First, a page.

``The last two weeks have been pretty embarrassing,'' placekicker Lawrence Tynes said. ``There is no other word to say when you go out and play like we have the last two weeks. It's not a reflection of our head coach or this organization and what they have done in the past. It puts a bad taste in a lot of people's mouths, so we have to play better. We have to dig down deep and figure something out between now and Sunday to at least go out, if we are not in the playoffs, thinking, `OK, I played well the last game of the year.'''

NOTES: The Giants placed TE Travis Beckum on injured reserve with a left knee problem. He was hurt in practice Friday. He played only four games this season while recovering from an ACL injury in the Super Bowl. ... Beckum's spot was filled by DB Terrence Frederick, signed off the practice squad. Cornerback Brandon Bing, was signed to the practice squad. ... CB Prince Amukamara (hamstring), C David Baas (hip/shoulder), RB Ahmad Bradshaw (knee/foot), DT Chris Canty (knee), WR Hakeem Nicks (knee) and Snee (hip) did not practice Wednesday. Safety Kenny Phillips (knee) and Tuck (shoulder) were limited. Safety Tyler Sash (hamstring) practiced fully.

A poll of 250 college basketball coaches reveals 74% want a semi-normal schedule this year

A poll of 250 college basketball coaches reveals 74% want a semi-normal schedule this year

Several college conferences across the country are preparing for the fall sports season amid the coronavirus pandemic.

The Big Ten announced on Thursday that it will go to a “conference-only” model for all fall sports. The Pac-12 followed announcing football, men’s and women’s soccer, and women’s volleyball will play only conference games. Earlier in the week, the Ivy League announced no sports would be played until January 1.

RELATED: MAYBE OTHER LEAGUES SHOULD FOLLOW THE IVY LEAGUE'S LEAD

More conferences are likely to follow shortly. But after fall sports, what will happen with winter sports and, specifically, with college basketball? Stadium basketball analyst Jeff Goodman conducted an interesting poll.

Of the 250 Division I head men’s basketball coaches (of a 353 total), 74% want a season with non-conference and conference play. Only 24% of coaches want to push the start of the season to January and play exclusively conference games.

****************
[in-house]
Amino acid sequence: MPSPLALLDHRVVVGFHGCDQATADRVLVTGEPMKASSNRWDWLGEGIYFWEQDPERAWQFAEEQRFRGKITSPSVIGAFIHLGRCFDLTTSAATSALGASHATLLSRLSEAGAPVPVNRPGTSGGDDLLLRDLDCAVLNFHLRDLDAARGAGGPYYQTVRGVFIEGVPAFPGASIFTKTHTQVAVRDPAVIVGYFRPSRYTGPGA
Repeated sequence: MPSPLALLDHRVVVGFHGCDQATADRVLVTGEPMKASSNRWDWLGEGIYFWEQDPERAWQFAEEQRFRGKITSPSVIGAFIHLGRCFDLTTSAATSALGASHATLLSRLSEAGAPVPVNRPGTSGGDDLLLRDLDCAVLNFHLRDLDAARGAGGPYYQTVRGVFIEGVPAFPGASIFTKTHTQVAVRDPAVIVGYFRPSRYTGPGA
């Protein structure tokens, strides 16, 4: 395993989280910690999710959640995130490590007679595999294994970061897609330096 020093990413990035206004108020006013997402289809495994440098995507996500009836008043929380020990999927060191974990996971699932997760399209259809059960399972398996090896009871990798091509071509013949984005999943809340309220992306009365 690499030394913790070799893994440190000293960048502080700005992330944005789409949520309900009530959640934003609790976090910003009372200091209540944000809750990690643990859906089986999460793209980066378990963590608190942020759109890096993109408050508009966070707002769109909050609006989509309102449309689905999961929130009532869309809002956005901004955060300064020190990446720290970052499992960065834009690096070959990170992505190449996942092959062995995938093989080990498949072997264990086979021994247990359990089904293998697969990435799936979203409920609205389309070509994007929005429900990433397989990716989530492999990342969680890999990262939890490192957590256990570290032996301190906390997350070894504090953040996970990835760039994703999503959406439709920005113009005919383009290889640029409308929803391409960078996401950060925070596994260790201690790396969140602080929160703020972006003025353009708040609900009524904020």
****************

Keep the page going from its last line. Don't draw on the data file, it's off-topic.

One of the unique aspects of early-season college basketball is the non-conference matchups, sometimes in exotic locations. One of the most notable, the Maui Invitational, is planning to move forward as scheduled.

A handful of local teams are scheduled to travel to tournaments this November. Virginia and Georgetown will both head to Anaheim, Calif. for the Wooden Legacy. VCU is part of an eight-team field at the Charleston Classic and George Mason is reportedly traveling to the Bahamas for the Junkanoo Jam.

There is plenty to be sorted out before the start of the college basketball season but for now, we will take some optimism from the men on the sidelines. 

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Baltimore Ravens cornerback Marlon Humphrey set to host garage sale Sunday, July 12

Baltimore Ravens cornerback Marlon Humphrey set to host garage sale Sunday, July 12

Offseason. What offseason? There is no offseason for Baltimore Ravens standout cornerback Marlon Humphrey who announced he's throwing a garage sale Sunday, July 12 in Owings Mills.

"Garage sale this Sunday! (Owings Mills, MD) New year means a lot needs to be left behind," Humphrey said. "Will have furniture, shoes, lights, and of course some Ravens gear 😎Everything must go..!"

Humphrey's post received north of 1,500 likes in two hours so it may be fair to say there will be a decent turnout. 

NFL players having garage sales is sort of a peculiar situation, it doesn't happen quite often. Former Green Bay Packers running back Eddy Lacy had one in 2017 which drew a large enough crown to wrap around the entire block.

In that instance, ten shoppers were allowed in at a time to peruse the items and Lacy said that all of the money will go to charity, with any leftover unsold items being given to the Freedom House homeless shelter in Green Bay, the Los Angeles Times reported. 

Humprey is entering his fourth season with the Ravens.